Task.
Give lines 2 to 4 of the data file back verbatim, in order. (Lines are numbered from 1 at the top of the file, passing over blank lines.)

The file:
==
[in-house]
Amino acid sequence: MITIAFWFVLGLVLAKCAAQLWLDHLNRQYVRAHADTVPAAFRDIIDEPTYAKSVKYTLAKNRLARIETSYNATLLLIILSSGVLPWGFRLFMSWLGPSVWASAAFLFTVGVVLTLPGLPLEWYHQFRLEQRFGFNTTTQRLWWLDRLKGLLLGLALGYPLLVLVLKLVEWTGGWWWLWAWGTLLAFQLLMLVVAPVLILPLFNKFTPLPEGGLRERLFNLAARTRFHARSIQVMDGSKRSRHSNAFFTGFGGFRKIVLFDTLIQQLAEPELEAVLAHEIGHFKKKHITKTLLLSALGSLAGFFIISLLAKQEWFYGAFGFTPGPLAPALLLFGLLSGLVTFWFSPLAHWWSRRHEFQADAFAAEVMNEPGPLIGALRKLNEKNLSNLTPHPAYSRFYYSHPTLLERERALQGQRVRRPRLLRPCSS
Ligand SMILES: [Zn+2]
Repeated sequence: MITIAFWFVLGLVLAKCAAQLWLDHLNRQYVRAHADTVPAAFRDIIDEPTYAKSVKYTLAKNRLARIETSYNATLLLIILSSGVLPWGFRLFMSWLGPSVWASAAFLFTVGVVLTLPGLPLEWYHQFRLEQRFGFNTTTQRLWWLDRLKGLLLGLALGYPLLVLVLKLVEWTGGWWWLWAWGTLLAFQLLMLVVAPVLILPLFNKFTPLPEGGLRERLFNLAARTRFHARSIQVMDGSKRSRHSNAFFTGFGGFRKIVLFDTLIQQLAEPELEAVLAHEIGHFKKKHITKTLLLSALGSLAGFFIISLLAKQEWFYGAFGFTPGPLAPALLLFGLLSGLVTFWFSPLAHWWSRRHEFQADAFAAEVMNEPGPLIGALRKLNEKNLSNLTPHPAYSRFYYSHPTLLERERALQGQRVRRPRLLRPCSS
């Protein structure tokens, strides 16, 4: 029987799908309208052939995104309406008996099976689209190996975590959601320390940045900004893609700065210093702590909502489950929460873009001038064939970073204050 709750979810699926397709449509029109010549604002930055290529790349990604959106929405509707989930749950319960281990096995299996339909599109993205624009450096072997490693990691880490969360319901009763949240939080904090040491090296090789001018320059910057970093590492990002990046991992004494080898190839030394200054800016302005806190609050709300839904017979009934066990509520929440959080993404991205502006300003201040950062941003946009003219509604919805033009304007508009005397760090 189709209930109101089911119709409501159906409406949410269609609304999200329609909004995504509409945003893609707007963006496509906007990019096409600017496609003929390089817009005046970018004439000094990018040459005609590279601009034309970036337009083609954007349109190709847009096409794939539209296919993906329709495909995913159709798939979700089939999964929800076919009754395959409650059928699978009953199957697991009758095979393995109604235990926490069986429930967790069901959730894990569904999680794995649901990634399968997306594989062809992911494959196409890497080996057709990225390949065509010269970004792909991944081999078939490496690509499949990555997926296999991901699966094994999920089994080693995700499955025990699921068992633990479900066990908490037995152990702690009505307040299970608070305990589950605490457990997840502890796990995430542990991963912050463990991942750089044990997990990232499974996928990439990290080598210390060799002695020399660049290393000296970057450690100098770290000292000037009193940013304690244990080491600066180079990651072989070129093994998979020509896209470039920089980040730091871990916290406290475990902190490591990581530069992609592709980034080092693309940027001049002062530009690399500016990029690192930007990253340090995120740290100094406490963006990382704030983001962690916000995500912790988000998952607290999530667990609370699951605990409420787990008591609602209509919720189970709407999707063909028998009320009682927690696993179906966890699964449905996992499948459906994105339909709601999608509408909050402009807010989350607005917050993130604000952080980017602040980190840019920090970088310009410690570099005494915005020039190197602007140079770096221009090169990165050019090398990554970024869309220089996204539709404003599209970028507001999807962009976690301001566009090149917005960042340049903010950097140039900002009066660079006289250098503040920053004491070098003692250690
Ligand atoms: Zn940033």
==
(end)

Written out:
Amino acid sequence: MITIAFWFVLGLVLAKCAAQLWLDHLNRQYVRAHADTVPAAFRDIIDEPTYAKSVKYTLAKNRLARIETSYNATLLLIILSSGVLPWGFRLFMSWLGPSVWASAAFLFTVGVVLTLPGLPLEWYHQFRLEQRFGFNTTTQRLWWLDRLKGLLLGLALGYPLLVLVLKLVEWTGGWWWLWAWGTLLAFQLLMLVVAPVLILPLFNKFTPLPEGGLRERLFNLAARTRFHARSIQVMDGSKRSRHSNAFFTGFGGFRKIVLFDTLIQQLAEPELEAVLAHEIGHFKKKHITKTLLLSALGSLAGFFIISLLAKQEWFYGAFGFTPGPLAPALLLFGLLSGLVTFWFSPLAHWWSRRHEFQADAFAAEVMNEPGPLIGALRKLNEKNLSNLTPHPAYSRFYYSHPTLLERERALQGQRVRRPRLLRPCSS
Ligand SMILES: [Zn+2]
Repeated sequence: MITIAFWFVLGLVLAKCAAQLWLDHLNRQYVRAHADTVPAAFRDIIDEPTYAKSVKYTLAKNRLARIETSYNATLLLIILSSGVLPWGFRLFMSWLGPSVWASAAFLFTVGVVLTLPGLPLEWYHQFRLEQRFGFNTTTQRLWWLDRLKGLLLGLALGYPLLVLVLKLVEWTGGWWWLWAWGTLLAFQLLMLVVAPVLILPLFNKFTPLPEGGLRERLFNLAARTRFHARSIQVMDGSKRSRHSNAFFTGFGGFRKIVLFDTLIQQLAEPELEAVLAHEIGHFKKKHITKTLLLSALGSLAGFFIISLLAKQEWFYGAFGFTPGPLAPALLLFGLLSGLVTFWFSPLAHWWSRRHEFQADAFAAEVMNEPGPLIGALRKLNEKNLSNLTPHPAYSRFYYSHPTLLERERALQGQRVRRPRLLRPCSS